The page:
Lifestyle & consumption
To achieve the climate goals, we’ve got to slow down the extraction of fossil fuels. This will have major consequences for some regions. A new research project is giving voice to those who will be affected when oil, coal and natural gas are phased out.
“I want to put these people and their needs in focus. The transition will have major consequences for them. They may become unemployed or be forced to move,” says Bregje van Veelen, researcher at Uppsala University.
She has recently been granted funding for a project to study decarbonisation in three different regions. She will visit the coal fields of Alberta, Canada, the oil town of Aberdeen in Scotland, and the natural gas region of Groningen in the Netherlands.
“I’ve chosen them because they extract different types of fuels, but also because they have chosen different strategies for stopping the extraction,” van Veelen says.
Looking for good examples
The Netherlands has set an end date of 2030 for phasing out its extraction of coal. Scotland has not set such a date for Aberdeen. Instead, it has formed a group to review how a phase-out can take place in a way that does not put the population and the region at a disadvantage.
In Alberta, the local government has set an end date and simultaneously initiated a comprehensive programme to help the local community through the transition. Among other measures, they have financed local development projects near the coal fields. At the same time, coal miners are being offered help to retrain and look for other jobs. They can also receive financial support while looking for a job or for financing a possible move.
“Alberta is one of the few examples where they’re taking active steps aimed at the population. I want to try to find out if what they do works and if it’s something others can copy,” van Veelen says.
She points out that Alberta could potentially be viewed as a good example for phasing out coal in particular.
“They have plenty of oil as well, but they don’t have a similar phase-out strategy there. You could say they’re not talking about their biggest problem,” she says.
Involve the local community
In recent years, more and more governments have committed themselves, through international conventions, to reducing fossil fuel emissions. Ending fuel extraction is a central part of these efforts, van Veelen says.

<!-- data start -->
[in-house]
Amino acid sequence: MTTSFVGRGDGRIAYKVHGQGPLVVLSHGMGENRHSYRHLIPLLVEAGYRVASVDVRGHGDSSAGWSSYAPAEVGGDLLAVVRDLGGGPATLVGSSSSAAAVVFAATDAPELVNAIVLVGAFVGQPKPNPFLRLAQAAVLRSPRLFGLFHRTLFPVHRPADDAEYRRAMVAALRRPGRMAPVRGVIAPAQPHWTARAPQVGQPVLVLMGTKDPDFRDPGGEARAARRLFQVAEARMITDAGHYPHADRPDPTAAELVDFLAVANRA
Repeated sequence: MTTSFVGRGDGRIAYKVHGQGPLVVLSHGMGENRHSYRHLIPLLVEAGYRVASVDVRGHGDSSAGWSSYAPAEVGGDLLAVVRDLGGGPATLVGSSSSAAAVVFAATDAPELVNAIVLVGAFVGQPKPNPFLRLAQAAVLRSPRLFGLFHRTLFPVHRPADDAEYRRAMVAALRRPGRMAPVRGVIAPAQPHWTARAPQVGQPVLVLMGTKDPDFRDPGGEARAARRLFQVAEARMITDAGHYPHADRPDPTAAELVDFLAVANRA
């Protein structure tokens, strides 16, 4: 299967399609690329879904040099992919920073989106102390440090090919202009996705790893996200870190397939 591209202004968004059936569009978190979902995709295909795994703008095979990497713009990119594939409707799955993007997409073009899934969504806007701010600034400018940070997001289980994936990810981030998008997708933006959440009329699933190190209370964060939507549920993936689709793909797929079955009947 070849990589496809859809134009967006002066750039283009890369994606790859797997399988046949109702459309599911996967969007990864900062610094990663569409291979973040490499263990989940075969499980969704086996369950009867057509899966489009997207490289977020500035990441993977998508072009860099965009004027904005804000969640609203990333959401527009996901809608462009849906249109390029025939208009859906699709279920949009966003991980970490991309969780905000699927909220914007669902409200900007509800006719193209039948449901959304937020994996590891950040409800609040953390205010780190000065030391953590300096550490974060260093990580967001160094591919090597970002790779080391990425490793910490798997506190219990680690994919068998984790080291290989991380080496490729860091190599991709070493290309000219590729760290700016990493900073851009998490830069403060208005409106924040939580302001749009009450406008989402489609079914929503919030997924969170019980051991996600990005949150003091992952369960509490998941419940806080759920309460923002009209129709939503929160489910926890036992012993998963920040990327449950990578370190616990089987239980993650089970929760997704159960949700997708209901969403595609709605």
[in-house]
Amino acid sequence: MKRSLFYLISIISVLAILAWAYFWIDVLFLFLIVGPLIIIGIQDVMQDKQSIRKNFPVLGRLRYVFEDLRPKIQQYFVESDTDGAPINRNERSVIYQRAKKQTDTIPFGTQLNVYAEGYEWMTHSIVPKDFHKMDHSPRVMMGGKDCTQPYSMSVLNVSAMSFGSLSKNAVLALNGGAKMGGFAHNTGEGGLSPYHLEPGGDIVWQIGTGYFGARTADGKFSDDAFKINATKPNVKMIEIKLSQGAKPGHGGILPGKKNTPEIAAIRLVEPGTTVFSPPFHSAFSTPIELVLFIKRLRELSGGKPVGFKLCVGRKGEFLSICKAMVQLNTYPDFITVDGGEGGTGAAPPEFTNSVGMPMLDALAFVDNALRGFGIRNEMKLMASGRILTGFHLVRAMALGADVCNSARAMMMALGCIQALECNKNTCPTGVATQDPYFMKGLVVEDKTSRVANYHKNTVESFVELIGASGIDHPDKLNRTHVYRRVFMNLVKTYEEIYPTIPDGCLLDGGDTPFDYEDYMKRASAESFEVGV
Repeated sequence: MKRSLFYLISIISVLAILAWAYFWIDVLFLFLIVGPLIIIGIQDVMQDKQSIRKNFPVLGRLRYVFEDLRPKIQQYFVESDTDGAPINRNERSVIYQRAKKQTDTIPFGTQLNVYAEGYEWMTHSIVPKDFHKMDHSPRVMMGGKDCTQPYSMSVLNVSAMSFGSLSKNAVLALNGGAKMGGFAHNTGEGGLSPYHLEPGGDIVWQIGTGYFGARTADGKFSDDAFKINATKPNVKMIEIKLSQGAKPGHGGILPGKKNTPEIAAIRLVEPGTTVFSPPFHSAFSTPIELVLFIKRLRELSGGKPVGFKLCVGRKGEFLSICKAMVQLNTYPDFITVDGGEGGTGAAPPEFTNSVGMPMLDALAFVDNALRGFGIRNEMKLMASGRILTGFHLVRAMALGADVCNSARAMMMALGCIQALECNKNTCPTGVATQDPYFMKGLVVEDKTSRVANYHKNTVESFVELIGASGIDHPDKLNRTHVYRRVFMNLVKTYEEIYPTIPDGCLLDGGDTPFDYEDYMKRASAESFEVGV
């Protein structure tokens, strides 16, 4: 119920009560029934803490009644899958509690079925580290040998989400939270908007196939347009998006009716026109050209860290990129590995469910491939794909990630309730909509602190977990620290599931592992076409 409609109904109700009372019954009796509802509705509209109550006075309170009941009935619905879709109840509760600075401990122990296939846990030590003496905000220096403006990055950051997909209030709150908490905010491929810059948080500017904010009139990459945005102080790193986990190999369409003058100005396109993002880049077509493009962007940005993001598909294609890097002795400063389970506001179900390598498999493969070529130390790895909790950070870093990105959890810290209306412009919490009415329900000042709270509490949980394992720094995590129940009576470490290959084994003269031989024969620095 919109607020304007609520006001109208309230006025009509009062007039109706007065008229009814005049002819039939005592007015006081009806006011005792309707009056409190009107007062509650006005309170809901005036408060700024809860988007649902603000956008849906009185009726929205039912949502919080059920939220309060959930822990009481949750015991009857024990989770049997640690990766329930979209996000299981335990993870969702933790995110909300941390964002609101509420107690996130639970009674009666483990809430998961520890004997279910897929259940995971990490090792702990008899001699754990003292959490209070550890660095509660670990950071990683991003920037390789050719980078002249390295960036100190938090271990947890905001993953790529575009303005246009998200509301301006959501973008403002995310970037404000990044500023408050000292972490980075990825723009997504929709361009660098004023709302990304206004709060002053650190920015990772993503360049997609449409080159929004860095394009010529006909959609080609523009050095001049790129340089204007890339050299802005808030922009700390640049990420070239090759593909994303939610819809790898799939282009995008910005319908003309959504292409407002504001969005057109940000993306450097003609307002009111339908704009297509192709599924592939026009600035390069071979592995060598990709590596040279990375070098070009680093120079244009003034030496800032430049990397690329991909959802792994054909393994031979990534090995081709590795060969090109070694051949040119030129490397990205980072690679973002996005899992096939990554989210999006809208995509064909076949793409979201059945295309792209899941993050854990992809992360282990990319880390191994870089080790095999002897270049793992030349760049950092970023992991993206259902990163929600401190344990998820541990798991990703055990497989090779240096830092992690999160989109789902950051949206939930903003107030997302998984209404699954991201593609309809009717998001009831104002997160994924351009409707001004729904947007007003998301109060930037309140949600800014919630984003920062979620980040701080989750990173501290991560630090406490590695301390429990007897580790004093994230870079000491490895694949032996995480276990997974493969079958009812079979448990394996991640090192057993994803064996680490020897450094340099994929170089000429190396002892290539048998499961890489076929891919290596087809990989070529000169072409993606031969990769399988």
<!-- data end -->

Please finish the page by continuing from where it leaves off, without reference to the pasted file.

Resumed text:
“How to do it in practical terms is an issue that more and more countries will have to take a stand on. Different governments do things differently, and we do not know how those who live in the areas are affected. I want to see if it’s possible to identify any good examples,” she says.
In her work on the project, van Veelen will also develop methods for what researchers and decision-makers can do to involve the local communities in the transition process. She will hold workshops for residents of the three regions identified in the project.
“Residents will have the chance to offer their own views. What do they envision for the future of their cities? How do they think these goals can be achieved?”
Risk of discontent and extremism
Recent years have seen more and more talk about a “just transition”. This can be described as a perspective that takes the fundamental stance that the transition to renewable energy must take place in a way that does not penalise groups that currently depend on fossil fuels for their livelihood. One objection raised against this “just transition” is that the perspective takes a disproportionate consideration of groups involved in extracting fossil fuels or who operate in carbon-heavy industries in the Western world.
If certain groups are severely affected, this can have major consequences.
“It’s important to find a balance between different interests. We need to stop dragging our feet on decarbonisation because it will cause greater climate impact, affecting vulnerable groups in other parts of the world,” van Veelen says.
At the same time, she believes it is important to involve people affected by the transition in its implementation.
“If certain groups are severely affected, this can have major consequences. It can create economic discontent that fuels extremist, anti-democratic movements,” she says.